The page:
Malignant Narcissism & Psychopathy
One of the oldest and most powerful propaganda devices is confusing (literally "pouring together and fusing") two different things as one. In ancient times, doing this was known as speaking the language of babbel/Babel. To this day, the root meaning of babble is "confused language." It was also known as speaking with tongues.
Confusing mere narcissism as a character trait with malignant narcissism, a personality/character disorder does great damage. It makes malignant narcissists seem much less bad than they are.
When authorities, who are supposed to know better, do this, what are we to conclude?
In fact, narcissism and malignant narcissism are FUNDAMENTALLY different. Narcissism is the fruit of inflated self esteem, whereas malignant narcissism is the fruit of deflated self-esteem. The resemblance is purely superficial and due to the fact that malignant narcissists compensate for their sense of inferiority with a superiority act that mimics simple narcissism. But simple narcissism is benign, whereas malignant narcissism is predatory. A world of difference.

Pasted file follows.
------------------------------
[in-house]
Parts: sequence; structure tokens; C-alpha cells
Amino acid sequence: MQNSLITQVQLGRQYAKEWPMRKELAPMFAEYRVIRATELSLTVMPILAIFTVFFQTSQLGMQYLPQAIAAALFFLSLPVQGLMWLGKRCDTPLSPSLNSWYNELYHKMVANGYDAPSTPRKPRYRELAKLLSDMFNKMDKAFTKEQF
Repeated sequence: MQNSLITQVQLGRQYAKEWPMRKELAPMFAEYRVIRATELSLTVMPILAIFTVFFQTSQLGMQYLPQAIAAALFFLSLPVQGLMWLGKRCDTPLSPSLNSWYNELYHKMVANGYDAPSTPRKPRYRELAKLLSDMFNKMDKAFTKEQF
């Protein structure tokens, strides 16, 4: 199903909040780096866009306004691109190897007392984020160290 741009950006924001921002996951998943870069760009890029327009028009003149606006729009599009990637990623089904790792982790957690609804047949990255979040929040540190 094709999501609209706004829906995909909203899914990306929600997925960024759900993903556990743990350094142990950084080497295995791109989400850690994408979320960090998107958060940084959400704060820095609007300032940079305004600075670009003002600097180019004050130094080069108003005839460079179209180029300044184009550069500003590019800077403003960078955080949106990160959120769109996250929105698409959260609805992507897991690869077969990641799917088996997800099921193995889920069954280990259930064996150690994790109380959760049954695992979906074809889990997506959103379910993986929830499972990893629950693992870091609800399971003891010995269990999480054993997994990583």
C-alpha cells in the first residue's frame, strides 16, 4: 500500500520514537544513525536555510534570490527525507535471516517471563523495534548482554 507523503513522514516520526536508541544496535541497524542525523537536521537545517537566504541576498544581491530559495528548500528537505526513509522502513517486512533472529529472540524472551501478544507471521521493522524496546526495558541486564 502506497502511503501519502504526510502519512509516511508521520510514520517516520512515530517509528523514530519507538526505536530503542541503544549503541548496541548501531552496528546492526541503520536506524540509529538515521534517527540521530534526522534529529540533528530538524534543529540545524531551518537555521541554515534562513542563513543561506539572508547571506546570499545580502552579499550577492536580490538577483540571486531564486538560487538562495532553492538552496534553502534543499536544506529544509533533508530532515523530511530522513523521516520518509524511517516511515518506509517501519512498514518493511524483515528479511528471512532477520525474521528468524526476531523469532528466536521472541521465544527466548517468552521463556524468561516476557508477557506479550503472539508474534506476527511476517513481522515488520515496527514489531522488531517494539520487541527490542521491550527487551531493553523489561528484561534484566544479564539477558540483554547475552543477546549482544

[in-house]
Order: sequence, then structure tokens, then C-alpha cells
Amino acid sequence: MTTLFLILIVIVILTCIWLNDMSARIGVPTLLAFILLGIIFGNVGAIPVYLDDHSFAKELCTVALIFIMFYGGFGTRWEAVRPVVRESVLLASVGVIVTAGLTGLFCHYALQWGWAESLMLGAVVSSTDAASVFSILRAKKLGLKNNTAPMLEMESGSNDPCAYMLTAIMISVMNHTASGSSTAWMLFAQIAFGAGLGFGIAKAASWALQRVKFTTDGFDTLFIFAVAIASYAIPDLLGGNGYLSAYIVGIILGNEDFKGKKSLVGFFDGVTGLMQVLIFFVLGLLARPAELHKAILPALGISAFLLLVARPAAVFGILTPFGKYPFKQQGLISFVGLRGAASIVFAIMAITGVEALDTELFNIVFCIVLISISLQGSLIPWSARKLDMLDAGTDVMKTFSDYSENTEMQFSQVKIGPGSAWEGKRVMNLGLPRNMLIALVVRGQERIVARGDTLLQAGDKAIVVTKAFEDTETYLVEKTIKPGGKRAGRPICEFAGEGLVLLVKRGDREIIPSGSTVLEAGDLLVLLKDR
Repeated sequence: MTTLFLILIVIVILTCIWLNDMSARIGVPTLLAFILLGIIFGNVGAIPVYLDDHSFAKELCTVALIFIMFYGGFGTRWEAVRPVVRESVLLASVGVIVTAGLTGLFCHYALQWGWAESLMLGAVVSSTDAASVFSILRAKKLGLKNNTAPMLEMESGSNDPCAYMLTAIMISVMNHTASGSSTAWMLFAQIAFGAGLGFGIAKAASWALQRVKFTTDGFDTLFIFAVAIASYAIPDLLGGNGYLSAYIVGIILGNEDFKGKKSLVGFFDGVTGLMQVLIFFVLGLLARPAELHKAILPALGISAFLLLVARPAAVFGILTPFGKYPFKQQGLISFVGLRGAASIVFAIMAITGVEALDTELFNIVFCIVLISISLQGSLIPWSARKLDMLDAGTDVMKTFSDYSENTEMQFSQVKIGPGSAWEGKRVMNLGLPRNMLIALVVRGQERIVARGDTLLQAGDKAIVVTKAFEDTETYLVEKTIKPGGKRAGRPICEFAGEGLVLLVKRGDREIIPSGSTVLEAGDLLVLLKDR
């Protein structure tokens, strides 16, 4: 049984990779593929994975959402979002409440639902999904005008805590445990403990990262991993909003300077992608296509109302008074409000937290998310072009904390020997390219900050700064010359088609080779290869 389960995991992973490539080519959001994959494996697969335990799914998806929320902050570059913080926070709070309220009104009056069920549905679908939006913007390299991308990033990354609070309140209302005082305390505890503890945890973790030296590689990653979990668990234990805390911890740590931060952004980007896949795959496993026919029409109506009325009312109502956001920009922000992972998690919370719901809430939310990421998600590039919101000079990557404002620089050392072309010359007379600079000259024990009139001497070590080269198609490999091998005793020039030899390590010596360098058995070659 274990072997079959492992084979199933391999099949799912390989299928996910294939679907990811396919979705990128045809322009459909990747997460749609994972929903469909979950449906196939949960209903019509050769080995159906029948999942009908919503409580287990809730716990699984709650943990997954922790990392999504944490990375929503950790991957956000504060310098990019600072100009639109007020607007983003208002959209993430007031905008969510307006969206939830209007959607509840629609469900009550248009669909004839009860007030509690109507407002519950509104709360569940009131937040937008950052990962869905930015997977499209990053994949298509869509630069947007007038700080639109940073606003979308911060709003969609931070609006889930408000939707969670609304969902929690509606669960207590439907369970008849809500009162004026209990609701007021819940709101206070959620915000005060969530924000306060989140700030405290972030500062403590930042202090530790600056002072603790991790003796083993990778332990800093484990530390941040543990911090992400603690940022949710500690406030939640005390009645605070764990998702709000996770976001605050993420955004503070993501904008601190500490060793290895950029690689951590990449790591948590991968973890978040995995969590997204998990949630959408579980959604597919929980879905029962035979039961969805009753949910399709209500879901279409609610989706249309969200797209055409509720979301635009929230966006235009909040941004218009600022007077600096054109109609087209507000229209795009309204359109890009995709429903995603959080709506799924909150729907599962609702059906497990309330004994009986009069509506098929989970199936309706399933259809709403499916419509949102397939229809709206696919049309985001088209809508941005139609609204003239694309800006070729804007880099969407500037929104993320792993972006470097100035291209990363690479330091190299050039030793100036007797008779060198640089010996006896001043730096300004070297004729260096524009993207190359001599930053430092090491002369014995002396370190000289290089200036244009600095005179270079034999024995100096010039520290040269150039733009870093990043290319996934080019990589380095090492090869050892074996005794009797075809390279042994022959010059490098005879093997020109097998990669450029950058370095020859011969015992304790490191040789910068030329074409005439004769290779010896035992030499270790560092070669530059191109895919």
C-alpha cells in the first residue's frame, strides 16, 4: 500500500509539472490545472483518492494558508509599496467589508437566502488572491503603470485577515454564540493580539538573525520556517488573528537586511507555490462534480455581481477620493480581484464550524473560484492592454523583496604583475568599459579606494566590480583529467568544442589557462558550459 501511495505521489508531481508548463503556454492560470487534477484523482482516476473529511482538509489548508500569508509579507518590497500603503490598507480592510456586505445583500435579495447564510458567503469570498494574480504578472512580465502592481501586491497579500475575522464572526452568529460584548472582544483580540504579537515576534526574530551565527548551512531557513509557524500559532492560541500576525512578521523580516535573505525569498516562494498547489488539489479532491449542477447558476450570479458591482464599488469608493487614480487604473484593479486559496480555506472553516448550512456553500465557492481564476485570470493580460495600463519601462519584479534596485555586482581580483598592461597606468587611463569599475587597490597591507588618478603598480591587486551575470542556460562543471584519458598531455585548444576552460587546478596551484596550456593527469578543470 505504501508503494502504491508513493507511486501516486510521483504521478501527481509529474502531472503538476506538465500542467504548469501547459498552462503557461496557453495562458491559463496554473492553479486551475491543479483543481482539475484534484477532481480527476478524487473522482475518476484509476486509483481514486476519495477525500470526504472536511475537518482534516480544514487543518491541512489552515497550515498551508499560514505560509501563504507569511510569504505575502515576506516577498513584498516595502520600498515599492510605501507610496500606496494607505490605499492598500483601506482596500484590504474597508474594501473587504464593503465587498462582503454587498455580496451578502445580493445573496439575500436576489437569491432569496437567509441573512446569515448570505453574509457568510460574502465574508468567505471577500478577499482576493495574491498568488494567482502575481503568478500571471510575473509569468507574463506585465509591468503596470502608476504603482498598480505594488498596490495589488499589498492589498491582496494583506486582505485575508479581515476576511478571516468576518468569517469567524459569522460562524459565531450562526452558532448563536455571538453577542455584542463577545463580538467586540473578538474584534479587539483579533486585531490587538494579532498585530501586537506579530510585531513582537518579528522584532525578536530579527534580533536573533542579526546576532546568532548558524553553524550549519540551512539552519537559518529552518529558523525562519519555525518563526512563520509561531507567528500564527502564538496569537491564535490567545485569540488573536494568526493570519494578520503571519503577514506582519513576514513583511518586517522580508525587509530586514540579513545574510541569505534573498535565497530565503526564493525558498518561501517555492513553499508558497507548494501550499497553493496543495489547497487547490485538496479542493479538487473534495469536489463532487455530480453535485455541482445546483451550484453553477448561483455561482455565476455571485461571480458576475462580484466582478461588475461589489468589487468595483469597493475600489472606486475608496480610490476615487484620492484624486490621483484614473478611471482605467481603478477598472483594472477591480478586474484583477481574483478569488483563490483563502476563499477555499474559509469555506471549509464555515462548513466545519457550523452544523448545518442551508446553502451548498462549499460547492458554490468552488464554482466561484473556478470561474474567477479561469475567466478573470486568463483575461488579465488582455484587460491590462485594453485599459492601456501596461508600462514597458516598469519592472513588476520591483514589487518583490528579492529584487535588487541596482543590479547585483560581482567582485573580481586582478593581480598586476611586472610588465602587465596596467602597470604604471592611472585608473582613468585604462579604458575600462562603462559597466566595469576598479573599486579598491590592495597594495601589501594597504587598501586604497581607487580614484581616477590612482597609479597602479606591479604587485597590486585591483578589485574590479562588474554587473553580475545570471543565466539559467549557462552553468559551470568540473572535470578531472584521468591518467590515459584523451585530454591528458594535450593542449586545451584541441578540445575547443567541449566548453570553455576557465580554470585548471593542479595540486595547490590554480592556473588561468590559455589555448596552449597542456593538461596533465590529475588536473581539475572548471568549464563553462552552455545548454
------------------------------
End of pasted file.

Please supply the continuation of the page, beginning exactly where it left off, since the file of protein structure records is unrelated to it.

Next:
We see the same thing with psychopathy and Antisocial Personality Disorder. They have been confused. This makes psychopathy sound much less serious than it is.
Incredibly, the DSM itself does this!
The distinction between psychopathy and ASPD is of considerable significance to the mental health and criminal justice systems. Unfortunately, it is a distinction that is often blurred, not only in the minds of many clinicians but in the latest edition of DSM-IV.
Why? To justify their cavalier attitude toward predators = malignant narcissists and psychopaths? To shore up cherished myths that there are no bad people in the world and that society is the one guilty of every crime someone commits and that some people having more money than others is to blame? Why?
Malignant narcissism should be taken seriously, and psychopathy should be taken taken seriously. So, the mental healthcare industry must stop obstinantly camouflaging them by confusing them with relatively minor matters.
narcissistic personality disorder narcissism